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Defence body calls for early help to cut GP legal costs

Clinical negligence claims against GPs rose 16.4% last year

Adrian O'Dowd

Wednesday, 24 August 2016

GPs need urgent help with their legal costs which are spiraling upwards, according to the UK-wide defence organisation the Medical and Dental Defence Union of Scotland (MDDUS).

The plea comes as early results from the MDDUS’s annual report that have been made public, show that there was a 16.4% rise in the past year in the number of claims for clinical negligence made against its GP members and a 22% rise for all doctors.

MDDUS chief executive Chris Kenny has written to Lord Prior of Brampton, the minister for NHS productivity, who is responsible for taking the next steps following the government’s recent review of GP indemnity.

In the official review published in July, NHS England said it would fund a package of measures thought to be worth £60 million over two years to provide short-term relief to GP practices struggling with the cost of indemnity while working on a longer-term solution.

From April of next year, NHS England will introduce a new Indemnity Support Scheme for practices for at least the next two years to alleviate the immediate pressure of these costs for GPs.

In the meantime, the MDDUS said it was urging the government to push through plans to reduce legal costs and wanted to see “early implementation” of measures to reduce legal costs in clinical negligence cases, such as the government capping legal costs.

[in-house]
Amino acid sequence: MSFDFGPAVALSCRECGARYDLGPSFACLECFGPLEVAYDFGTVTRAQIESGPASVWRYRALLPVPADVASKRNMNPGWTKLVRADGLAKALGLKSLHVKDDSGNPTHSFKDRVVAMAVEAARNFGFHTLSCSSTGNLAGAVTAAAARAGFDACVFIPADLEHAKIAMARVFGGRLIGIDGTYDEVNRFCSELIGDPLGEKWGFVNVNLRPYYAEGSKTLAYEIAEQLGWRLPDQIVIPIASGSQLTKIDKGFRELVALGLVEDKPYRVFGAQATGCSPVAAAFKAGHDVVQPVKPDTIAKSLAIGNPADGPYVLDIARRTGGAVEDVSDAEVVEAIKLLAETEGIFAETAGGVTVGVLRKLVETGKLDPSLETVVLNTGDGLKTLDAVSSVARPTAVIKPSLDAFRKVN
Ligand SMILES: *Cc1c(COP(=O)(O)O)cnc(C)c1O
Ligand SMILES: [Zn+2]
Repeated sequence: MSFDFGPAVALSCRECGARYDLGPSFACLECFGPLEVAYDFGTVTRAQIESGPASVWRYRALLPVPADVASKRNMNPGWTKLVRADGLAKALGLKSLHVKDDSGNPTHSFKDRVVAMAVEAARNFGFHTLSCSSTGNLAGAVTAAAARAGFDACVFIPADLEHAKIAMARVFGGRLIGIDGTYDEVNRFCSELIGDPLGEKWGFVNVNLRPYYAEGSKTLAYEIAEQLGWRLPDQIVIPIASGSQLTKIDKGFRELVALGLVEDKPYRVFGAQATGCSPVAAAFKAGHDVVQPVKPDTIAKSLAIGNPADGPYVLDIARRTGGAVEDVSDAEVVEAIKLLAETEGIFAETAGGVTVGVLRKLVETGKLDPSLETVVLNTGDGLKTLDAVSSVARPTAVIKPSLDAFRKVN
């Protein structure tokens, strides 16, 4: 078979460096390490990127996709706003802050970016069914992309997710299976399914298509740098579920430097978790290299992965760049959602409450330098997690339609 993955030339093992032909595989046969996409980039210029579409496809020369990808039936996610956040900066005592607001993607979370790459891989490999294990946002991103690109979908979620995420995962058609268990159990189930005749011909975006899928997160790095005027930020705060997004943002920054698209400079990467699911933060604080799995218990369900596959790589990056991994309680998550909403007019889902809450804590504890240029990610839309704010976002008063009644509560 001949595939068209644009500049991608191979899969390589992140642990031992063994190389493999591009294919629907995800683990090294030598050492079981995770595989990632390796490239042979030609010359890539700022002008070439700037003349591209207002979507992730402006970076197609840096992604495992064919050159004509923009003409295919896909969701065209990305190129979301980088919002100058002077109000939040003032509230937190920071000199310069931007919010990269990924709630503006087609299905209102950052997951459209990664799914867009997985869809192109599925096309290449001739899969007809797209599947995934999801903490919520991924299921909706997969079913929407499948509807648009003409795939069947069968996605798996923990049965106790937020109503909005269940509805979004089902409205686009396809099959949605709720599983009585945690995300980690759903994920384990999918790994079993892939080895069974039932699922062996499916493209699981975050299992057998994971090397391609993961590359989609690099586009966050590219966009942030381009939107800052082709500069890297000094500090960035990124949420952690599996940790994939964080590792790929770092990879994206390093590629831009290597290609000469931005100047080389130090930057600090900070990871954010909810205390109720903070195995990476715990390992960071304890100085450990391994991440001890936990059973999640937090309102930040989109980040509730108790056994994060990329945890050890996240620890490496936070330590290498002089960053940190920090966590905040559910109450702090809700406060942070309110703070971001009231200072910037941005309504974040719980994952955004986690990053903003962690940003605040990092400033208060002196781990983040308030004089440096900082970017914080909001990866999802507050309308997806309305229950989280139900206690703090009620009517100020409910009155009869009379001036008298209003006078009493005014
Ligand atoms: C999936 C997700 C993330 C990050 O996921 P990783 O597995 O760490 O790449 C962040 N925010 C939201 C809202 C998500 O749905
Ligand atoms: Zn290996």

In the letter, Mr Kenny says: “We welcome the fact that in the recently published GP Indemnity Review, the government and NHS England found the indemnity market to be competitive and that the price increases our members face are fundamentally driven by factors beyond our own control.

“The absence of effective controls on the amount of costs which can be recovered in negligence cases is a key driver and substantive action is required on the underlying causes of these increases.

“The scope for savings for both medical defence organisations and the NHSLA [NHS Litigation Authority] are considerable, especially for lower value claims. We all have many examples of where the amount paid in legal costs is significantly greater than the compensation payments made to the patient.

“It is for that reason that the idea of a cap to overcome these perverse incentives of the current system is so attractive. Not only will it ensure far tighter management of costs at the level of the individual case, but it will have the right incentive effects in ensuring that only the strongest cases are selected and prepared in the most cost-effective manner.”

Figures from the MDDUS’s 2015 annual report, due to be published next month, show that there was a continuing growing trend in compensation claims and litigation.

The number of claims for clinical negligence against members across the UK rose by 22% compared to the previous year. This included a 16.4% rise in claims notified against GPs and a 20.6% increase in claims against hospital doctors.

Mr Kenny told OnMedica: “Government should consult on capping legal costs in clinical negligence cases as early as possible in the autumn and ideally reach decisions by the end of this year for implementation next.”

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